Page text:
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Video Game / The Unfinished Swan

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The Unfinished Swan is a download exclusive title for PlayStation 3, PlayStation 4, and PlayStation Vita by Giant Sparrow, available through the PlayStation Network.

In it, you play as Monroe, a young boy who has chased a swan missing part of its neck into a strange, surreal world with huge swaths of unfinished white space. Using globs of black paint to splatter and reveal your surroundings, you must make your way ever forward hunting the titular swan.

The gameplay is puzzle and exploration based, with throwing different forms of paint or water making up the core gameplay mechanic. Power-ups can be bought to give you a hose effect, a straight-line effect, and the ability to pause time for the balls in the air, allowing you to throw multiple balls at the same time.


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This game provides examples of:

  • Art Game
  • Blackout Basement: The Forest.
  • Breaking the Fourth Wall: The King notes that his dreams have credits in them, as the in-game credits begin appearing during the final level. He also remarks how they have subtitles.
  • Cel Shading: On what is shaded, anyway.
  • Color-Coded for Your Convenience: Items you should pay attention to are in color: swan footprints, balloons (can be used to buy Power Ups), markings on gates...
  • Color Contrast: Black and white, naturally. Nearly everything starts as white, and you splatter it with black paint to reveal it. Rare important objects have color, including the swan footprints, which makes them stand out all the more.
    • Color Motif: Swan footprints appear in orange, the color of warmth and vitality. Given the empty and sterile nature of the world, this is probably a deliberate contrast.
  • Death Is a Slap on the Wrist
  • Droste Image: In the third part of the first Chapter, you'll eventually enter a room where probably the King used to work on paintings and other projects. Right in front of the entrance you'll find a canvas depicting the King infinitely painting himself in a canvas.
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  • First-Person Ghost: You can't see anything of Monroe's body during gameplay. Near the end, a mirror reveals that Monroe is a 2D painted character rather than a 3D model.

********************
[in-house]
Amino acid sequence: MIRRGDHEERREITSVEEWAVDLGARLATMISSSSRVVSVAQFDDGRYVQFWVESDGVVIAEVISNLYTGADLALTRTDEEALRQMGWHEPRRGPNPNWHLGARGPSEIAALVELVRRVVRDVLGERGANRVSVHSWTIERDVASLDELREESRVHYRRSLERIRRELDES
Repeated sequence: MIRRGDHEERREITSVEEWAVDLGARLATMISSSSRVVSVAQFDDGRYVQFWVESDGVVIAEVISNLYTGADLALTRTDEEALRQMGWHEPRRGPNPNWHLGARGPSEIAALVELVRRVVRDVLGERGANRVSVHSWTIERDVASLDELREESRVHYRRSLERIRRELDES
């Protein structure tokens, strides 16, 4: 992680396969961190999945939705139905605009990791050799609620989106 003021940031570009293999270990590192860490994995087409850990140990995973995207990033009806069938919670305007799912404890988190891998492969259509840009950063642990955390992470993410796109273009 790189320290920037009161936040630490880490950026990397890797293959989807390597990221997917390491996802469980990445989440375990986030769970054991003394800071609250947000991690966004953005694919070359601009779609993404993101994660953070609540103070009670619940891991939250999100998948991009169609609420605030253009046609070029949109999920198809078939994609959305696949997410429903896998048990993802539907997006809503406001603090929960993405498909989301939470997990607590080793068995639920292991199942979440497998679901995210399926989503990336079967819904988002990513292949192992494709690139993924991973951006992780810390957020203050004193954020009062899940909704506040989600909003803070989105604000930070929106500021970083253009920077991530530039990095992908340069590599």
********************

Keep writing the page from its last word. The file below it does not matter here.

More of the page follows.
• Foreshadowing: If you look through a certain telescope in the city, you can see the king resting in the same place where you meet him at the end of the game.
  • Guide Dang It!: The Minimalist trophy, which requires you to get through the first part of the first level (which is almost entirely white by the way) using only 3 balls of black paint or less. Be prepared to either look up a step-by-step guide, or get ready to figure out where you are based solely on sound and memory until you come across some of the swan's footprints.
  • Insufferable Genius/Small Name, Big Ego: The King. He's shown himself to be an impressive artist and architect, having built the two castle towns you explore. On the other hand, the main reason the game's first area (his garden) is completely white is because he believes there are no colors good enough for him to use in his projects; his subjects had to live with it for a while until their complaints became too loud to ignore. Another example of where his pride can take him: that 100-foot unfinished statue of him you eventually come across? That's the scale model.
  • Lazy Bum: The giant has been stated to have been the "laziest giant ever lived". Because the people of the King's city left, they no longer badger him for help, which also makes him the "happiest" giant. When you first find him, he's sleeping within the now-abondoned kingdom. He does, however, wave at Monroe once he leaves.
  • Luke, I Am Your Father: The King is Monroe's Father.
  • Medium Blending: When you find a mirror near the end, Monroe is revealed to be a 2D painting instead of a 3D model. The same is true of the King during a brief sequence where you play as him.
  • Mind Screw: In the second part of the first chapter, you'll come across a room whose doors to the sides and a pit under a bridge will lead to the same exact room. You need to exploit this to proceed.
  • Motif: According to the lead developer and designer, the game has a children's storybook or fairytale motif.
  • Nintendo Hard: According to Word of God, "It can be super hard, yeah".
  • Parental Abandonment: The boy's mother dies in the backstory and his father is not mentioned, but is eventually revealed to be the King.
  • Power-Up: Freeing balloons allows you to unlock toys that improve your paint splatter. You can pause time for your paint globs to throw several of them at once, or increase the rate you can throw them.
  • Shout-Out: In one of the later levels, looking through a telescope and zooming all the way in reveals an Easter Egg nod to Journey, another PSN indie darling.
  • Super Drowning Skills: Munroe has them. In most cases, simply touching the surface of water leads to a quick gaspy coughy revival wherever you were before you fell in.
  • Surprise Creepy: The night level, where you're suddenly dropped into a pitch-black forest filled to the brim with spider-like creatures that want to eat you. And you can't see anything.
  • Tragic Keepsake: The portrait "The Unfinished Swan" itself.
  • White Void Room: The game starts you in a completely featureless white level which you navigate and gradually reveal by splattering with globs of black paint. When you get past the beginning the levels get more visible, but the game always likes messing with the player like this, and it's all part of the artist/gimmicky nature of the game.

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